Arrowheadlines: Chiefs News 11/30


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via media.kansascity.com


You go away for a little bit and... wow. The only good I can find from yesterday is the fact that I had to board my plane back to Jersey during the game, so I wasn't forced to see the whole mess. Was the Pitt game our Denver game from last year? Lets build on that?

Tweet-free version today. Got in late and squeezed out every drop of sleep I could. Got to get to work.

At times, the Chiefs were more inept in this game that at any time this season. Twice, C Rudy Niswanger snapped balls over the head of QB Matt Cassel in the shotgun. Another time, Cassel lost the handle on an attempted pass and the fumble was returned for a touchdown by San Diego.

In all, the Chiefs turned the ball over four times and the Chargers turned all of them into points. There was a fifth turnover, when San Diego got a safety. It was that kind of game. 

San Diego doesn’t need that kind of help. QB Philip Rivers threw for 317 yards and scored two touchdowns and had all day to throw, as the Chiefs were not able to muster any type of pass rush. The great RB LaDainian Tomlinson ran for 42 yards and two touchdowns. TE Antonio Gates caught seven passes for 118 yards and two touchdowns.  Rivers-LT-Gates, the names that have sparked the Chargers for the last several years. There were no surprises in this game.

Chargers Blast Drowning Chiefs 43-14 from Bob Gretz

KC Star Photo Gallery: Chargers 43, Chiefs 14 | Sunday, Nov. 29

"In the NFL, every week there’s another one coming at you," Haley said. "I just don’t think we handled that. Whatever it was, whether it was coming off Pittsburgh, I can’t say exactly what it was without putting some more time into it.

"From my vantage point, it was an opportunity to see if we could take another little baby step. We didn’t, clearly. If you turn the ball over, it’s going to get out of hand quick. Then it gets ugly."

Chiefs get zapped by Chargers 43-14 from KC Star

There’s no question the Chiefs ability to hang with the Steelers and eventually end up with a victory was a high in what has been three seasons of football disaster. But if the ‘09 team took a step forward with that outcome, it got knocked back three steps on this Sunday by the San Diego Chargers.

It’s nice to beat the defending Super Bowl champions, but the Steelers are old news and do not look like they have much of a chance to repeat. In light of the Chiefs performance at Qualcomm Stadium, last week’s victory may have said more about the ‘09 Steelers than it did about the ‘09 Chiefs.

This was going to be an afternoon where the Chiefs could show how much progress they’ve made since San Diego smashed them by 30 points in late October at Arrowhead Stadium. Todd Haley hoped to see if his team could take another "little baby step" forward as they played the division leaders.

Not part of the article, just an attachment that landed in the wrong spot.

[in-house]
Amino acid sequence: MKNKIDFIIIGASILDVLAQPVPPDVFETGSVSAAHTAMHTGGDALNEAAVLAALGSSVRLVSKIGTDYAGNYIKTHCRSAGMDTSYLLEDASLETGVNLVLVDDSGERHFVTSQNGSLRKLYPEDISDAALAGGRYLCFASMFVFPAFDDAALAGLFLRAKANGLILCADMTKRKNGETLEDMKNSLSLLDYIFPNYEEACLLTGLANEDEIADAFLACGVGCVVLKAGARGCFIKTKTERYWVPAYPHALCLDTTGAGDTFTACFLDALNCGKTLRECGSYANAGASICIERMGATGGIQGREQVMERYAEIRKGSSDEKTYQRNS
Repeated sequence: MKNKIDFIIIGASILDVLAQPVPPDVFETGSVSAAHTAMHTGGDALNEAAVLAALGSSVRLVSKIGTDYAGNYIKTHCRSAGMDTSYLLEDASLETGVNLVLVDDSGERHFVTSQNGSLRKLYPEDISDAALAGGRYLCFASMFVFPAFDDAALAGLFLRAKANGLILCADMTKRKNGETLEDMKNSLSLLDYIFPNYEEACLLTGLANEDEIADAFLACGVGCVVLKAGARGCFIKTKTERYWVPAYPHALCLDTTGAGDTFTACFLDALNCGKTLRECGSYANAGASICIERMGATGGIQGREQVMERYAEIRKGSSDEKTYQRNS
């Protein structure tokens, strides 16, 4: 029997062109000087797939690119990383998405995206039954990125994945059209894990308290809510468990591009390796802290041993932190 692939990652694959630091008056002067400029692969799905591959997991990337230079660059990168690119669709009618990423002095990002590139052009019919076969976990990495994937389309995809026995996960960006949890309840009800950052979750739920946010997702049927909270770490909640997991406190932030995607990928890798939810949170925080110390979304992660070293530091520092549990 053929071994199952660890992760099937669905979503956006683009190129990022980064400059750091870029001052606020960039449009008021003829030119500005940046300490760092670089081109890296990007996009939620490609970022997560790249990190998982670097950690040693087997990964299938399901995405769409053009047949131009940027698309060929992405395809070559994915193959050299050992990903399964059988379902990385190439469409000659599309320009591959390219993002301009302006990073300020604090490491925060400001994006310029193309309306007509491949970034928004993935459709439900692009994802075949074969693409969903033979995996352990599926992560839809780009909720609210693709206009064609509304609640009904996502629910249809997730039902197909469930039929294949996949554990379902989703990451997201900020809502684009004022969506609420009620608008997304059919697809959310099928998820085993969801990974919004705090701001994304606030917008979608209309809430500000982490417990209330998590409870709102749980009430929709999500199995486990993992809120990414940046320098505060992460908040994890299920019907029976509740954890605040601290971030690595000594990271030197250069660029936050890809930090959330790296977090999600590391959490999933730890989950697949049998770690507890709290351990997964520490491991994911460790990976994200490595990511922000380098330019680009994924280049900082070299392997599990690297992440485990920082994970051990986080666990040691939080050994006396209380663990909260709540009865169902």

Instead, they actually were worse than they played that day in October. This wasn’t one tiny baby step for the Chiefs; it was one giant leap backwards for the Chiefs Nation.

COLUMN: One step forward, two steps back from Bob Gretz

With Jamaal Charles, the Chiefs have learned they’ve got to take some bad with the good.

There was plenty of good from Charles, Kansas City’s offensive star Sunday in a 43-14 loss to the San Diego Chargers. Charles rushed for 93 yards in just 14 carries and scored on a 4-yard run in the third quarter.

He also caught three passes for 54 yards, including a 49-yarder.

But Charles also lost a fumble at a crucial juncture in the second quarter. With the Chiefs trailing 14-7 and driving beyond midfield, Charles had the ball torn from his grasp by the Chargers’ Quentin Jammer.

San Diego recovered and padded its lead with another touchdown.

Charles makes good plays — and a bad one from KC Star

"The fumble really hurt us because we were trying to answer a score by them and we were moving down field pretty well," said head coach Todd Haley. "If we can get points there, something positive there, we might have been able to hang in the game.

"Minus that, I think Jamaal is showing that he could potentially be a pretty good back."

Charles was productive, running for 93 yards on 14 carries, including a 31-yard run. He caught three passes for 54 yards, including one for 49 yards. He returned two kickoffs for 61 yards, including a 45-yard return. Those were the three longest plays on the day for the Chiefs.

In total, Charles’ day was 19 touches for 208 yards.

"The situation we are in right now, every time I touch the ball I try to make something happen," said Charles. "It’s real frustrating. We just have to come together as a team. We were fighting as a team at the start. After I fumbled the ball, everything just went downhill.

"I believe we can still win the rest of our games. I’m not giving up."